PKG_PATH=http://ftp.openbsd.org/pub/OpenBSD/$(uname -r)/packages/$(uname -m)/
ALT_PKG_PATH=http://ftp.chg.ru/pub/OpenBSD/$(uname -r)/packages/$(uname -m)/
PKG_CACHE=/path_to_your_pkg_cache/
export PKG_PATH ALT_PKG_PATH PKG_CACHE
Note:
Take extra-care to specify two different and fast mirrors if you don’t want to wait two days at each pkg_add command…

CTRL+X, Yes, Enter will save the file and close nano.

Let’s do the same for the root account :

$ su
# nano /root/.profile

Append/modify the following lines :

PKG_PATH=http://ftp.openbsd.org/pub/OpenBSD/$(uname -r)/packages/$(uname -m)/
ALT_PKG_PATH=http://ftp.chg.ru/pub/OpenBSD/$(uname -r)/packages/$(uname -m)/
PKG_CACHE=/path_to_your_pkg_cache/
export PKG_PATH ALT_PKG_PATH PKG_CACHE

CTRL+X, Yes, Enter will save the file and close nano.

Reboot :

# reboot

In addition, you may type the 8 previous lines directly in the terminal if you don’t want to reboot now, so that the environment variables are updated. After reboot, you can check by typing the following commands :

$ echo $PKG_PATH
$ echo $ALT_PKG_PATH
$ echo $PKG_CACHE
$ su
# echo $PKG_PATH
# echo $ALT_PKG_PATH
# echo $PKG_CACHE
Checking the environment variables

Checking the environment variables

Note:
Following the suggestion of Peter Ljun,g note that it is not compulsory to add the version number and the file extension of the package in your pkg_add lines. 

 

I always specify the full package path because my connection is slow and this way pkg_add does not have to search for the correct version number. When you don’t add the version number, pkg_add will download the full package listing, which can consume a lot of time if you are on a slow connection, especially if the package you are installing has a lot of dependencies.

For example, the following pkg_add lines are also valid if you want to install nano. If PKG_PATH is not yet set:

# pkg_add http://ftp.openbsd.org/pub/OpenBSD/$(uname -r)/packages/$(uname -m)/nano

If PKG_PATH is already set, you can simply type :

# pkg_add nano

I guess that you now feel the interest of setting PKG_PATH, don’t you ? :)

In addition, you can install several packages at a time, by simple separating them by a space. In this tutorial, I chose to install each package at a time for clarity purpose.

If you want to know the full package filename, just go to the packages root path and note the full filename of the package. In my case I had to go to http://ftp.openbsd.org/pub/OpenBSD/4.8/packages/amd64/. You have to go to the right packages root path related to your architecture and OpenBSD version.

The environment is now ready for XFCE. Here is the command to install XFCE itself :

# pkg_add -i -vv xfce4-session-4.6.2p0.tgz

Then wait possibly few hours if you are on a very slow connection like me… Or a few minutes if you have a fast Internet connection.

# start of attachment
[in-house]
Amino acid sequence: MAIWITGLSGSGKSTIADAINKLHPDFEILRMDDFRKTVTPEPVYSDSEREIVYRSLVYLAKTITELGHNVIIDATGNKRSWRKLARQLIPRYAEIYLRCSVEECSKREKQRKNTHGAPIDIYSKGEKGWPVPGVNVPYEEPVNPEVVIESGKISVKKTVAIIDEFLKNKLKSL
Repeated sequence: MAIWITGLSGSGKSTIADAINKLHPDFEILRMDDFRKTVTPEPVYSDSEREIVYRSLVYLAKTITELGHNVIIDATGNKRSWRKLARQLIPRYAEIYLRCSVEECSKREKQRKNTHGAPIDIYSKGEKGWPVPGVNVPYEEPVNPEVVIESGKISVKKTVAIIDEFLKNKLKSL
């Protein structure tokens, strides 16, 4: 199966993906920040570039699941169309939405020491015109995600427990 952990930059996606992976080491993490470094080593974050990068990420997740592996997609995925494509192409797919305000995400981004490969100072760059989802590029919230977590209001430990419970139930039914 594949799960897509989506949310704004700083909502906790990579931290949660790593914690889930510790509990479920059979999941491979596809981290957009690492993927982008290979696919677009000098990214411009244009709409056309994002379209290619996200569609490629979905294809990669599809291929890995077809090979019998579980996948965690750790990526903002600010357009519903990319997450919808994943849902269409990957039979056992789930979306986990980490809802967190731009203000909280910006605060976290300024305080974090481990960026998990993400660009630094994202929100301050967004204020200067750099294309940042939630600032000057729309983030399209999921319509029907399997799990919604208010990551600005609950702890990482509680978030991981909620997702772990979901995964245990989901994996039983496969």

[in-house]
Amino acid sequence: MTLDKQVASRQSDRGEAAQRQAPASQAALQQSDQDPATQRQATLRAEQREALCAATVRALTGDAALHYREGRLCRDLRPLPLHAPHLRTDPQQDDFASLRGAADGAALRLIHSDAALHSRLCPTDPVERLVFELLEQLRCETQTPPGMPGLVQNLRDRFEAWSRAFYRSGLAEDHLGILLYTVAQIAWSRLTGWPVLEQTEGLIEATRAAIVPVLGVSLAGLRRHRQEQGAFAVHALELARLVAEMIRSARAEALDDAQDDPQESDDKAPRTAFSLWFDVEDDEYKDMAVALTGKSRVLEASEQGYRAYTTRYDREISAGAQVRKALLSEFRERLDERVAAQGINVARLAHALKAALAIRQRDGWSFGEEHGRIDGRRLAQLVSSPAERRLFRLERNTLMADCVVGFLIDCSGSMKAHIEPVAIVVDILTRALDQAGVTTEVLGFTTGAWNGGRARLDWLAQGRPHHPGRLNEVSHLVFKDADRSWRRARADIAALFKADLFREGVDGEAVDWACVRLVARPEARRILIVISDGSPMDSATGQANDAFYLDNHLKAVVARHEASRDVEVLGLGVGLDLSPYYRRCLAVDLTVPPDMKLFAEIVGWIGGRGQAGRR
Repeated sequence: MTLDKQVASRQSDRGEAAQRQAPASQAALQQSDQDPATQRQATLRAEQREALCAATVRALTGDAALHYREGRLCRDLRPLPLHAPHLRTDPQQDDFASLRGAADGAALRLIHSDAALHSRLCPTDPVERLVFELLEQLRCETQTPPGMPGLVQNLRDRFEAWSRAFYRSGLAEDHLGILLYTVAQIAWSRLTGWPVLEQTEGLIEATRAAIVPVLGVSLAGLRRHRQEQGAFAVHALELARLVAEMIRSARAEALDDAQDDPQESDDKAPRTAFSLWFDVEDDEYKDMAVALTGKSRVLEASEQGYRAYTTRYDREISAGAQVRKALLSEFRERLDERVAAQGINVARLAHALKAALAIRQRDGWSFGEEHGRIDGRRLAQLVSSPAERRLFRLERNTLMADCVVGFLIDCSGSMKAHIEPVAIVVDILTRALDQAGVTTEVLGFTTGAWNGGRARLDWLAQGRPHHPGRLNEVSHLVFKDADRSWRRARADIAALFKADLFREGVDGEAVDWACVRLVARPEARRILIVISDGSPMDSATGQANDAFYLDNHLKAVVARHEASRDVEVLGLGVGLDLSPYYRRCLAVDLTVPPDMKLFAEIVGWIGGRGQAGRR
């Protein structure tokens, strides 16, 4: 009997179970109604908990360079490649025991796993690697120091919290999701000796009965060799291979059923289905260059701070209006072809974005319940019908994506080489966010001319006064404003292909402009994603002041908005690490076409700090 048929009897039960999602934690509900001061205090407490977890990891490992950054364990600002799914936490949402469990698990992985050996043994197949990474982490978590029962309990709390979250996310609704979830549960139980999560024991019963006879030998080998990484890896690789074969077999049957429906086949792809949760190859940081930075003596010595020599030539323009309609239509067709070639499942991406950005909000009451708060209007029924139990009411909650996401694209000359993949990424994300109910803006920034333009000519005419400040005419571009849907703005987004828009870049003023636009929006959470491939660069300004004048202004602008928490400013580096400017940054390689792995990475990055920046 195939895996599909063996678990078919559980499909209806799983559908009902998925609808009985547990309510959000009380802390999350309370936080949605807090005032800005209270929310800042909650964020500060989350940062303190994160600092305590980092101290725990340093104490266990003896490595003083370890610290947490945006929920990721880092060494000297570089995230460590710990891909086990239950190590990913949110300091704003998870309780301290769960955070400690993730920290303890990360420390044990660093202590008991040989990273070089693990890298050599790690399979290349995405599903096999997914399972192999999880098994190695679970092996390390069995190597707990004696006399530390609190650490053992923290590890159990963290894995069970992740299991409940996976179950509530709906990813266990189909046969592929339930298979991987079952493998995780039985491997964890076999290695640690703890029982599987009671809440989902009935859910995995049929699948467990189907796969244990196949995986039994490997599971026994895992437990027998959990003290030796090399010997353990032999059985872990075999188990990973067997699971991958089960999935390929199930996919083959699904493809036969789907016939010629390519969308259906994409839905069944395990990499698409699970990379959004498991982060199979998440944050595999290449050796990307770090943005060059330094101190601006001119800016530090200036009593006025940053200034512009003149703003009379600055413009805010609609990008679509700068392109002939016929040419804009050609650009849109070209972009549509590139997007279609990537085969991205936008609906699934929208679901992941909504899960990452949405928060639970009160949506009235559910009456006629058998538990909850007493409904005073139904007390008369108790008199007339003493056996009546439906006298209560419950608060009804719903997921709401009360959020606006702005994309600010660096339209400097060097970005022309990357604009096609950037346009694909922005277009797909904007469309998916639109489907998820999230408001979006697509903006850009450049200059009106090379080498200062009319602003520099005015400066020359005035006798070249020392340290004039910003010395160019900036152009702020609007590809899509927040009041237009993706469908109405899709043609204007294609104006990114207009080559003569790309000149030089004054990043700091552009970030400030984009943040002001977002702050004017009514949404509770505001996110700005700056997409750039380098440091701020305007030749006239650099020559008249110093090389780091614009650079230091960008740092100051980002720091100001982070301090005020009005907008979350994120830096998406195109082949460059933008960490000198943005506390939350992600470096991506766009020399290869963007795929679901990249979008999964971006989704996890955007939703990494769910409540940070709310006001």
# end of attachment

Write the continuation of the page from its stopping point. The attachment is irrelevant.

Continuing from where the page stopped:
At this point, your $PKG_CACHE directory should contain at least the following packages:

 

Cached packages after the installation of xfce4-session

Cached packages after the installation of xfce4-session

Done ? You should now install some few more packages to make your experience more enjoyable:

# pkg_add -i -vv gtk-xfce-engine-2.6.0p2.tgz
# pkg_add -i -vv libxfce4menu-4.6.2p0.tgz
# pkg_add -i -vv xfdesktop-4.6.2p0.tgz
# pkg_add -i -vv xfce4-appfinder-4.6.2p0.tgz
# pkg_add -i -vv xfce4-battery-0.5.0p9.tgz
# pkg_add -i -vv xfce4-clipman-1.1.0p1.tgz
# pkg_add -i -vv xfce4-dict-0.6.0p0.tgz
# pkg_add -i -vv xfce4-diskperf-2.2.0p4.tgz
# pkg_add -i -vv xfce4-fsguard-0.4.0p7.tgz
# pkg_add -i -vv xfce4-genmon-3.2p4.tgz
# pkg_add -i -vv xfce4-mailwatch-1.1.0p4.tgz
# pkg_add -i -vv xfce4-modemlights-0.1.3.99p2.tgz
# pkg_add -i -vv xfce4-mount-0.5.5p0.tgz
# pkg_add -i -vv xfce4-mpc-0.3.5p0.tgz
# pkg_add -i -vv xfce4-netload-0.4.0p5.tgz
# pkg_add -i -vv xfce4-notes-1.7.2p1.tgz
# pkg_add -i -vv xfce4-notifyd-0.1.0p2.tgz
# pkg_add -i -vv xfce4-places-1.2.0p1.tgz
# pkg_add -i -vv xfce4-quicklauncher-1.9.4p1.tgz
# pkg_add -i -vv xfce4-screenshooter-1.6.0p5.tgz
# pkg_add -i -vv xfce4-smartbookmark-0.4.2p3.tgz
# pkg_add -i -vv xfce4-systemload-0.4.2p6.tgz
# pkg_add -i -vv xfce4-taskmanager-1.0.0p0.tgz
# pkg_add -i -vv xfce4-time-out-0.1.0p6.tgz
# pkg_add -i -vv xfce4-verve-0.3.5p8.tgz
# pkg_add -i -vv xfce4-wavelan-0.5.5p3.tgz
# pkg_add -i -vv xfce4-weather-0.7.3p2.tgz
# pkg_add -i -vv xfce4-wmdock-0.2.0p5.tgz
# pkg_add -i -vv xfce4-xkb-0.4.3p6.tgz
# pkg_add -i -vv xfce-utils-4.6.2p0.tgz

At this point, your $PKG_CACHE directory should now contain a lot of files. Here it is after I (mistakenly) installed xfce4-dev-tools:

 

Cached packages after the installation of various XFCE packages

Cached packages after the installation of various XFCE packages

Optional packages